Searching for Heat

I could see these tall stacks from my house where I grew up. One day I noticed there was smoke coming from them and being the natural born worrier that I am, I ran to my father in a panic.

He followed me outside, picked me up and said that’s where our heat is made. As long as you see smoke coming out of there you’ll know we’ll have heat in our house.

Did I mention I was a natural born worrier? My father’s assurance didn’t ease my concerns at all. All winter I’d ride the bus to school and I check to see if there was smoke. Then I’d relax knowing my mom and little brother would be warm. On the way home from school I’d check it again.

It’s the Labadie Power Plant in Labadie, Missouri if any of you old friends are trying to figure it out.
It wasn’t until I was much older did I realize its function and that if you don’t pay the electric bill it doesn’t matter if there is smoke or not. There won’t be any heat in your house.

Ever worry about having heat when you were a child?


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5 thoughts on “Searching for Heat

  1. Cheryl Flatt says:

    I didn't worry about heat as a child, however, my memories are the same as Patty's. I remember those cold, winter days huddled around the wood stove that always had a tea kettle on it. We went through a lot of hot chocolate. To this day when it is cold outside I want a fire place or wood stove burning. It is a symbol of comfort from childhood that I love.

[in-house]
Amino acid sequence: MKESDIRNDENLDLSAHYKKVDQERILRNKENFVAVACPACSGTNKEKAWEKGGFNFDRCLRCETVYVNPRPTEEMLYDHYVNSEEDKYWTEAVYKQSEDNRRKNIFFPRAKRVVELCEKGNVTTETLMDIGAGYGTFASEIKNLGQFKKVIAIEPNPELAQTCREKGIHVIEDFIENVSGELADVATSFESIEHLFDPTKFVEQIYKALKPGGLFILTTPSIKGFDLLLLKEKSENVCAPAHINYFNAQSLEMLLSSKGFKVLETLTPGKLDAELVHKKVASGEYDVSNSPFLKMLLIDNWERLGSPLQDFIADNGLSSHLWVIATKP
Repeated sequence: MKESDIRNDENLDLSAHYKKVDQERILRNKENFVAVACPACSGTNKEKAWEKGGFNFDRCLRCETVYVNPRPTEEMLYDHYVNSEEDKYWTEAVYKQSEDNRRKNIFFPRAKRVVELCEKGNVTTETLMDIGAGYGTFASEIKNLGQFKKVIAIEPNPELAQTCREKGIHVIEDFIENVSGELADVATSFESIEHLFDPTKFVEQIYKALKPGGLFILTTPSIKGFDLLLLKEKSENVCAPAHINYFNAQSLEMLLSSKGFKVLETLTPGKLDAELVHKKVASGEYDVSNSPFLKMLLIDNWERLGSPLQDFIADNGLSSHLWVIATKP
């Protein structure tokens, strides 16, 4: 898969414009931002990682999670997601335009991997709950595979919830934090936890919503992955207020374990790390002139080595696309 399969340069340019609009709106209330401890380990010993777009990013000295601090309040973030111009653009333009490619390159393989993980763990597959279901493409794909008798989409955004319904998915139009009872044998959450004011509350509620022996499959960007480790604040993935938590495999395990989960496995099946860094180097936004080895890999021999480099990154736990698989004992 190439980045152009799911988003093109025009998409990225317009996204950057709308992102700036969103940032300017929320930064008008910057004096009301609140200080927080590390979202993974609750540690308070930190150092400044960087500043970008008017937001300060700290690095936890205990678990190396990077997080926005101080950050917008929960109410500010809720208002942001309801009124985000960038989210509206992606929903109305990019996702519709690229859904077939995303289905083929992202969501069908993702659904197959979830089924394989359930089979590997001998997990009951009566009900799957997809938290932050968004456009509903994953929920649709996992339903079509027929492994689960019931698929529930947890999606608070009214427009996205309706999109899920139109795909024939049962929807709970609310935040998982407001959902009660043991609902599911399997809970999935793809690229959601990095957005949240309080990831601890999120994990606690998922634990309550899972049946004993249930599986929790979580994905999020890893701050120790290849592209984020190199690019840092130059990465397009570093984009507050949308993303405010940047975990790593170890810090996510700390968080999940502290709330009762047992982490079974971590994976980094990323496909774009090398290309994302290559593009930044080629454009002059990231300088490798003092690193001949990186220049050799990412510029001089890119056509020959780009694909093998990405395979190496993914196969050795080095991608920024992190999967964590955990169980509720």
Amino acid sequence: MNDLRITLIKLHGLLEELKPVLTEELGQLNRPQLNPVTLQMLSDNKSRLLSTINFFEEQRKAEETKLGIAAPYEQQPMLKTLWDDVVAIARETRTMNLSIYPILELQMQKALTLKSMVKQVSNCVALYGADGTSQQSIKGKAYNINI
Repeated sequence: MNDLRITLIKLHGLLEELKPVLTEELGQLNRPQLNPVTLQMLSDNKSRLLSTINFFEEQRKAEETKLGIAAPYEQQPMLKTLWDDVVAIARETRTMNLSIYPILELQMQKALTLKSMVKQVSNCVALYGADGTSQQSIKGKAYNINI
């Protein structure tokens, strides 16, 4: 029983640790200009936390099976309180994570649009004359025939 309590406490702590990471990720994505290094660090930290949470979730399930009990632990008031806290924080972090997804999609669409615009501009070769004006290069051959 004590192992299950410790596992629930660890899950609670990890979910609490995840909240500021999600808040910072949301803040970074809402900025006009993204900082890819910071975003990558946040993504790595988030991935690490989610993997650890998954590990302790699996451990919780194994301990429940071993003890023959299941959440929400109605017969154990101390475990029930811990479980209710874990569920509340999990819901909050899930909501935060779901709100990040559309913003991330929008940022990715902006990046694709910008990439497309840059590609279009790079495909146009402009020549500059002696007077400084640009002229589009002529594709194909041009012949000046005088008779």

2. Niki Turner says:

    It really SHOULDN'T make me feel better that other people were equally paranoid about strange things as children, but it does. : )
    I've been known to fret about the availability of heat, water, and electrical power. Want to freak me out? Turn off the power…
    I chalk it up to an excitable imagination.

  3. Patty Wysong says:

    Oh yeah. Growing up in Maine we had both oil and wood. When my parents made the switch from business to ministry, things really changed at our house and oil became a precious commodity. The thermostat stayed very low and we used wood in the one little, very inefficient wood stove we had. We also had cathedral ceilings and floor to ceiling windows–a hang over from business days, so a warm house was something we all thought about a lot.

    A warm house is still something I'm extremely thankful for now, 30+ years later. LoL.

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